In an age of frequent natural disasters, liquefying glaciers and dramatic political oscillation, many millennials are uncertain of what the future holds.
According to the Yale Program on Climate Change Communication, a significant number of registered voters in the U.S. want more to be done about climate change. Nevertheless, 89 percent of Americans polled reported never contacting government officials to take action on climate change. But some Arizona organizations are trying to change that.
In an effort to teach younger generations how to take political action on environmental issues, the Arizona chapter of Defend our Future, a national non-partisan environmental non-profit, hosted a screening and discussion of a new Discovery Channel documentary on Monday, Oct. 2.
The film, "Rancher, Farmer, Fisherman," depicts the struggles of individuals from various facets of the agriculture industry who are taking action to protect their livelihoods by changing policy at a local and state level.
Defend our Future is focused on informing young adults about how to become civically engaged in order to prevent funding cuts to the Environmental Protection Agency.
“We are solely focusing on student engagement and climate change, particularly around the EPA's proposed budget cuts,” Nick Petrusek, Arizona's regional campus director for Defend our Future, said. "A lot of what we are doing is not only events like this, but also focusing on signing up students, getting their information and letting them know how to contact John McCain and Jeff Flake and say they don’t support budget cuts to the EPA."
In addition to protecting the EPA's budget, Defend our Future is also advocating getting the agency more money.
“We are very much on the defensive, and I think there’s a lot that can be done on the offensive, particularly within communities on a more local level,” Petrusek said.
The event was hosted in collaboration with two ASU environmental organizations, Citizens Climate Lobby at ASU, and Chispa ASU.
CCLatASU is an international organization which lobbies for non-partisan action on climate change. It seeks to inform and inspire students to take action towards climate change at a local level.
“All of us do non-partisan lobbying for action on climate change, so we try to find ways that people can take action on climate no matter what their political backgrounds or beliefs are,” Joseph Karas, materials science and engineering graduate student and the head of CCLatASU, said. “We train people on how to talk to members of Congress about climate, we write letters to the editor and we do tabling events and outreach stuff such as the film screening."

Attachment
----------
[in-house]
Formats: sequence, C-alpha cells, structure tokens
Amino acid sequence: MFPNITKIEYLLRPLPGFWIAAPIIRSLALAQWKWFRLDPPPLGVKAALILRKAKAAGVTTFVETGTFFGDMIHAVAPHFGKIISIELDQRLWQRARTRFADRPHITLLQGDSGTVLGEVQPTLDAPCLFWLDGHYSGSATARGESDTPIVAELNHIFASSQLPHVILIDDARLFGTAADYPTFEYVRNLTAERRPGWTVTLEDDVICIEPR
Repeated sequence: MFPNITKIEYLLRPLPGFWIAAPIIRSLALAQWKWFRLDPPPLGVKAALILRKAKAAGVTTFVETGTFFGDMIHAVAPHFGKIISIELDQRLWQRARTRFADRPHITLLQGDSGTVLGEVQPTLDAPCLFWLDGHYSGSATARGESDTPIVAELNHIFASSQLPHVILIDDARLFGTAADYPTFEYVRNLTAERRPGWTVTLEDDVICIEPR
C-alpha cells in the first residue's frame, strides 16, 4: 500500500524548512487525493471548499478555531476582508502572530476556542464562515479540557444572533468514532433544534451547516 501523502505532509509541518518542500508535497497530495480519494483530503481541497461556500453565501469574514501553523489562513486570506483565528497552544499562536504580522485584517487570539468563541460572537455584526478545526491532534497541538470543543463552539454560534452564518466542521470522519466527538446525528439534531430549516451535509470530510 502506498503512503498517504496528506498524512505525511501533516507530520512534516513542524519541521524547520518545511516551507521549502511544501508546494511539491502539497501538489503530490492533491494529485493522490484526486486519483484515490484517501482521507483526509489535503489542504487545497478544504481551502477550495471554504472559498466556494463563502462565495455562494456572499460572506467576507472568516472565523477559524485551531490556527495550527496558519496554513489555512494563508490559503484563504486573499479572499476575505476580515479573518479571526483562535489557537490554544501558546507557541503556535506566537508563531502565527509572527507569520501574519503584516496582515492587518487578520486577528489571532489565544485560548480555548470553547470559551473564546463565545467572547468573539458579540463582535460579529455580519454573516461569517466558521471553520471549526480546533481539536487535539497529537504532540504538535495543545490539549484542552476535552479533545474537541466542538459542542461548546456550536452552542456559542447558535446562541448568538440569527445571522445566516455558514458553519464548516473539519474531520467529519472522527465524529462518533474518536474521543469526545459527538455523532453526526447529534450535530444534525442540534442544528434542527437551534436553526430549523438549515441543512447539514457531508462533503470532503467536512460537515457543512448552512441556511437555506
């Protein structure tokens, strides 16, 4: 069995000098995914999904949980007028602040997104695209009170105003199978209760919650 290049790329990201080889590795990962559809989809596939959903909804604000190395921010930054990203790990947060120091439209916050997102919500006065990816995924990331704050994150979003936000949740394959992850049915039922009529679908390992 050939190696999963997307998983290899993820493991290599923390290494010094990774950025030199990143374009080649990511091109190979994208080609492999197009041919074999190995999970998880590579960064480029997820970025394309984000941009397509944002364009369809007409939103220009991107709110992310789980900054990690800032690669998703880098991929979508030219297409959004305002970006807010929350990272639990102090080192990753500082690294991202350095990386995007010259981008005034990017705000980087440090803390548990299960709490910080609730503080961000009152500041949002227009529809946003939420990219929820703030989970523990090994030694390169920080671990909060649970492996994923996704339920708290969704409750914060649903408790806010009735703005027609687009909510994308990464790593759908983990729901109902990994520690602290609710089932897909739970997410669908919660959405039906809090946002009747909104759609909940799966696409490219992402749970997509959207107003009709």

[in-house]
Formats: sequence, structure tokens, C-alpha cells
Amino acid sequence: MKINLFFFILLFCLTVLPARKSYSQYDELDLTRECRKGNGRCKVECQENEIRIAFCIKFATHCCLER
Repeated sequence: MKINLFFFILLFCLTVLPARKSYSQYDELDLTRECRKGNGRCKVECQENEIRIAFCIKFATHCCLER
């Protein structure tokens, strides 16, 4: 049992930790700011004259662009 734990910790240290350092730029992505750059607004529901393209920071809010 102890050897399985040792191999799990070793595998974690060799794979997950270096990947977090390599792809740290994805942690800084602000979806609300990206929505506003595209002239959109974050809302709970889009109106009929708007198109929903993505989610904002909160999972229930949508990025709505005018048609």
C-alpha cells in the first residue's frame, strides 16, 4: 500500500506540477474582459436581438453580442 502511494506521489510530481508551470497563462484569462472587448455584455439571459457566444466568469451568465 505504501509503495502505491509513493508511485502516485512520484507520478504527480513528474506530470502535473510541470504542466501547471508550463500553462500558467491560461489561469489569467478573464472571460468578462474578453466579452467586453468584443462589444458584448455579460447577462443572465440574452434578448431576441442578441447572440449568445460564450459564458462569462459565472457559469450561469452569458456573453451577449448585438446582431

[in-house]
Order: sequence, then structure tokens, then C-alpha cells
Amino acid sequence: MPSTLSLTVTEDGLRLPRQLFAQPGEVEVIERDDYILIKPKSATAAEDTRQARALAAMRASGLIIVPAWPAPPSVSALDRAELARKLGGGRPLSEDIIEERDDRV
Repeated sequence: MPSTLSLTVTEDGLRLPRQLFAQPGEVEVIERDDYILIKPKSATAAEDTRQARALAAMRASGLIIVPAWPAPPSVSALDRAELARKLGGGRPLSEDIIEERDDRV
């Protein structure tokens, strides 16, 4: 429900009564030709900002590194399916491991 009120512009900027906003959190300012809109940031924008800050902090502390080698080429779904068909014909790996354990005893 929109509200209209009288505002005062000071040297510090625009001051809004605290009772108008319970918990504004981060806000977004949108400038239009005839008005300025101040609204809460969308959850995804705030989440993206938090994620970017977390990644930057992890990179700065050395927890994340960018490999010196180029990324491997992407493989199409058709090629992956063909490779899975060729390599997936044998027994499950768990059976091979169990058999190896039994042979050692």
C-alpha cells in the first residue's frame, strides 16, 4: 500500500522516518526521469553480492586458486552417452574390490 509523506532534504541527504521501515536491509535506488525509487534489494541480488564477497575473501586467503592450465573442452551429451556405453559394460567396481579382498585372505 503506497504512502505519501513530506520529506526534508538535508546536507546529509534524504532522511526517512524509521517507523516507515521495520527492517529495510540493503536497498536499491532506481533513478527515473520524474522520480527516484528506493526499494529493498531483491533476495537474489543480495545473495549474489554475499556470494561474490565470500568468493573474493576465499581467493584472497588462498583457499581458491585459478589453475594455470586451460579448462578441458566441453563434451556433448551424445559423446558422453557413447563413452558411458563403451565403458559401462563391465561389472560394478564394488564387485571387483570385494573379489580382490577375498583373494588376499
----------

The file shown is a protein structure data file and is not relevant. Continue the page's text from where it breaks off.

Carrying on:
The organization’s primary focus is to educate students on how they can take action, but it is also interested in specific policy changes.
It seeks to enact the Carbon Fee and Dividend policy. The intent of this policy is to reduce carbon dioxide emissions by charging companies extracting fossil fuels. The companies would be charged based on the amount of carbon dioxide present in fossil fuels when they are removed from the earth.
These fees would increase over time, until the amount of carbon dioxide being released has reached a safe and manageable level. The money from these fees would then be returned to each American citizen as a dividend from the government.
CCLatASU is excited about the Carbon Fee and Dividend system because they believe it is a non-partisan initiative that both Republicans and Democrats can get behind.
Veronica Monge, a senior criminology and criminal justice student, launched Chispa ASU. The club's goal is to support the action of Chispa Arizona, the Arizona chapter of a multi-state organization that is fighting to improve the health of communities through green energy.
“Chispa ASU is supporting Chispa Arizona’s campaign, called Clean Buses for Healthy Niños, which is to reduce the pollution here in Phoenix,” Monge said.
Chispa's campaign is to convert diesel school buses that are currently being used to electric. Chispa asserts that many children in disenfranchised communities are experiencing respiratory illness, which may be a result of the polluted air emitted by these buses.
The organization is pushing for the state to fund this project using the $57 million Arizona is receiving from a federal settlement with Volkswagen, which mandates that this money be used for initiatives that improve air quality.
“We want people to get involved so they know that we do have a strong voice and we really do care about our environment,” Monge said. “We need to get more engaged and involved in those issues to protect our Mother Earth. Without health or environment, there is no life.”